To James Lovell
LS: Massachusetts Historical Society; AL (draft): Library of Congress; copies: Massachusetts Historical Society, National Archives, Library of Congress
Passy June 2. 1779.
I received a few Days since, via Eustatia & Holland the Triplicates of your several Favours of Dec 8. Jan. 29. and Feb. 8.9 The preceding Copies of the same Dates never came to hand. I thank you very much for the News-Papers, tho’ the Disputes I see in them gave me Pain. You observe rightly that the want of good Conveyances obstructs much the punctuality of our Correspondence. The Number of long Letters I have written to America have almost discouraged me from writing, except by such an Opportunity as this: You may judge of the Uncertainty of Letters getting to hand, when I tell you that tho’ you mention the having sent me Quadruplicates of my Credentials, only those by the Marquis de La Fayette have yet appeared.
I am glad to understand that you are taking Measures to restore the Value of your Money, by taxing largely to reduce the Quantity. I believe no Financier in the World can put you upon a more effectual Method. The English have had a little Flow of Spirits lately, from their Success against the Trade of France, and the News of the imagined Conquest of Georgia: but the growing Apprehension of a War with Spain also, begins to sober ’em; and like People who have been drunk with Drams, they now seem to have both the Head—and Heartake. The late Letters from thence are in a more humble Stile, and some printed Papers by the last Post, known to be Ministerial, appear intended to prepare the Minds of the People for Propositions of Peace.1 But these Ebbs & Flows are common with them, and the Duration of neither are to be relied on.
As I do not find by any of yours, that a long Letter of mine to you in July last has come to hand, I send you herewith a Copy of it, (tho’ now a little Stale,) as it serves to show my continued good Opinion of a Gentleman, who by the Papers you have sent me Seems to be hardly used.2 I have never meddled with the Dispute between him and Mr. Lee; but the Suspicion of my having a Good Will to him, has drawn upon me a great deal of Ill-Will from his Antagonist. The Congress have wisely enjoyned the Ministers in Europe to agree with one another.3 I had always resolved to have no quarrel, and have therefore made it a constant Rule to answer no angry, affronting or abusive Letter of which I have received Many and long Ones from Mr Lee & Mr Izard, who I understand, and see indeed by the Papers, have been writing liberally, or rather ill-liberally against me, to prevent, as one of them says here, any Impressions my writing against them might occasion to their Prejudice: But4 I have never before mentioned them in any of my Letters.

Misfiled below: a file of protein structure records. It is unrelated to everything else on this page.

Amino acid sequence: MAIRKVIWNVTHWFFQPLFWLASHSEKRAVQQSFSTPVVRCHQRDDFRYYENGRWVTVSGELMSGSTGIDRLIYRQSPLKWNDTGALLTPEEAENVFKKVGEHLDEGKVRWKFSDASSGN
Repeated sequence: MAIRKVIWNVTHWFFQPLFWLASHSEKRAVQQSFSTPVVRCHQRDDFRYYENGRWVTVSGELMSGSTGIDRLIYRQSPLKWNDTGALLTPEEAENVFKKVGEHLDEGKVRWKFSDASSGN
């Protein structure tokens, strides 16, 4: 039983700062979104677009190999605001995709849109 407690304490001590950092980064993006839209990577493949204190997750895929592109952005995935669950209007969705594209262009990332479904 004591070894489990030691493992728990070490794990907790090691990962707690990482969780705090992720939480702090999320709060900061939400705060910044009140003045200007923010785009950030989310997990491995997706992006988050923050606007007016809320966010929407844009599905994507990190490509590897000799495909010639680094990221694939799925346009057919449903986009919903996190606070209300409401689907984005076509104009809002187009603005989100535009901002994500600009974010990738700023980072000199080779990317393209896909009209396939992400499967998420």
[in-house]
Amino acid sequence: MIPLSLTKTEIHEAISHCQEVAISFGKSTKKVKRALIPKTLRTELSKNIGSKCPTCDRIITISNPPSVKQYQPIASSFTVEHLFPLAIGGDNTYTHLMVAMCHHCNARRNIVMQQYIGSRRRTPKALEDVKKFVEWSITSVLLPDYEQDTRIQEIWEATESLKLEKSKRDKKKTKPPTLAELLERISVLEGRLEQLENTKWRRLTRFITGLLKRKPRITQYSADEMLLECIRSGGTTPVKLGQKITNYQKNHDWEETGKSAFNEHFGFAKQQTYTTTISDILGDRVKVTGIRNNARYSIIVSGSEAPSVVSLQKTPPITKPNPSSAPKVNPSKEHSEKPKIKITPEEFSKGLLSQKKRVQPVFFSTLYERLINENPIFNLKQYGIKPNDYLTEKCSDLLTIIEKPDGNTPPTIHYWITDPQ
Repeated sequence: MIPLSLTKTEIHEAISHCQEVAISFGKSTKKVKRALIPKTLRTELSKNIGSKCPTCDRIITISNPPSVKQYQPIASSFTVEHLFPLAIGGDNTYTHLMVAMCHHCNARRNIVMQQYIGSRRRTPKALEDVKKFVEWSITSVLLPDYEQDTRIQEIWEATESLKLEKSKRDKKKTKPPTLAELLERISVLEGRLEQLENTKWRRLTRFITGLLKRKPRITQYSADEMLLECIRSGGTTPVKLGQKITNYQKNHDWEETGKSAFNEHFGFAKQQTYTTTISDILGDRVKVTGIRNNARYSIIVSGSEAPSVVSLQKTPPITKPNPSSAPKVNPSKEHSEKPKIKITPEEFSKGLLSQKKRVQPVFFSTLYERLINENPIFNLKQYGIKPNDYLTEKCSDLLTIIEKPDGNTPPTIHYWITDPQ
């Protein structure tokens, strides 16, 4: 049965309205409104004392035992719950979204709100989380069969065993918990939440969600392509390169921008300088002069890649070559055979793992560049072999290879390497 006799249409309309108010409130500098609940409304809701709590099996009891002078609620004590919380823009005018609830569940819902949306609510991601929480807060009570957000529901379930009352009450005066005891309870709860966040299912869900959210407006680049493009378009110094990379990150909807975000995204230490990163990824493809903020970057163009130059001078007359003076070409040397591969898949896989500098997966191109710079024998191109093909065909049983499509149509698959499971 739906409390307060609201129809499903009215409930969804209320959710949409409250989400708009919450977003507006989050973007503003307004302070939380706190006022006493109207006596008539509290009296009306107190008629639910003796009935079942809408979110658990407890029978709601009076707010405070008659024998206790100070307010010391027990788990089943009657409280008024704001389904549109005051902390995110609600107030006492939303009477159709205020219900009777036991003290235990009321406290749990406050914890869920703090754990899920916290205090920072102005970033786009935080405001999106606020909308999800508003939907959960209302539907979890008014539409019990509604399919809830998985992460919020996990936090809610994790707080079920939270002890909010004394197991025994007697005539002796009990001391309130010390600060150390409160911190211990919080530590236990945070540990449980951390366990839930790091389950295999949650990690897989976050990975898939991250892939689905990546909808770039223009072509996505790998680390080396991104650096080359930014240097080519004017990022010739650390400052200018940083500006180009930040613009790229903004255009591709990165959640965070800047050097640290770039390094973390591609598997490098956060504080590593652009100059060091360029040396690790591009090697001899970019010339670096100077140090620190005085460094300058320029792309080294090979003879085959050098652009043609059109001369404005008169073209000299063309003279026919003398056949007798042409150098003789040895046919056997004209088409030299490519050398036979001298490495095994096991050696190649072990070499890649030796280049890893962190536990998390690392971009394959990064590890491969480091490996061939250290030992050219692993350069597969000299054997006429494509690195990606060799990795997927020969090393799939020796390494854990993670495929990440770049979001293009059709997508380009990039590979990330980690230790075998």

Our Scheme here for Packet-Boats did not continue.5 I wish Congress could fall on some Method of sending some little light Vessels once a Month, to keep up a Correspondence more regularly. Even the receiving Letters of a certain Date, tho’ otherwise of no Importance, might serve to refute the false News of our Adversaries on both Sides the Water, which have sometimes too long their intended Effect before the Truth arrives. I see that frequently little Pilot Boats of 25 or 30 Tons burthen arrive safe from Virginia, the Expence of such would not be great.
I beg leave to recommend earnestly to your Civilities M le Chevalier De la Luzerne, who goes over to succeed M Gerard as the King’s Minister to the Congress. He bears here a most amiable Character, has great Connections, and is a hearty Friend to the American Cause.
With great Esteem, I am Sir, Your most obedient & most humble Servant
Honble. James Lovel Esq.
Notations in different hands: June 2d. 1779 Doctr Franklin’s to J L recd. Aug. 30 answd Sept. 16 / Deane Lee Izard Pacquet Boats Luzerne.
9. XXVIII, 206, 438–9, 492.
1. Lovell’s acknowledgment of this letter on Sept. 16 (University of Pa. Library) referred to “Mauduit’s Speculations.” We believe BF sent a broadside by the famous pamphleteer Israel Mauduit (for whom see the DNB) urging Parliament to declare the colonies independent: A Hand bill advocating American Independence, inspired by the English Ministry, and written and published at London in March, 1778 (ed., Paul L. Ford, Brooklyn, 1890).
2. BF’s July 22 letter (XXVII, 135–42) had defended Silas Deane.
3. XXVII, 655n.
4. In his draft BF here first wrote and then crossed out “it is another Rule of mine which I hope I shall always observe, because it is a just one, to accuse no Man to his Superiors at such a distance without sending”.
5. See XXIII, 543–5.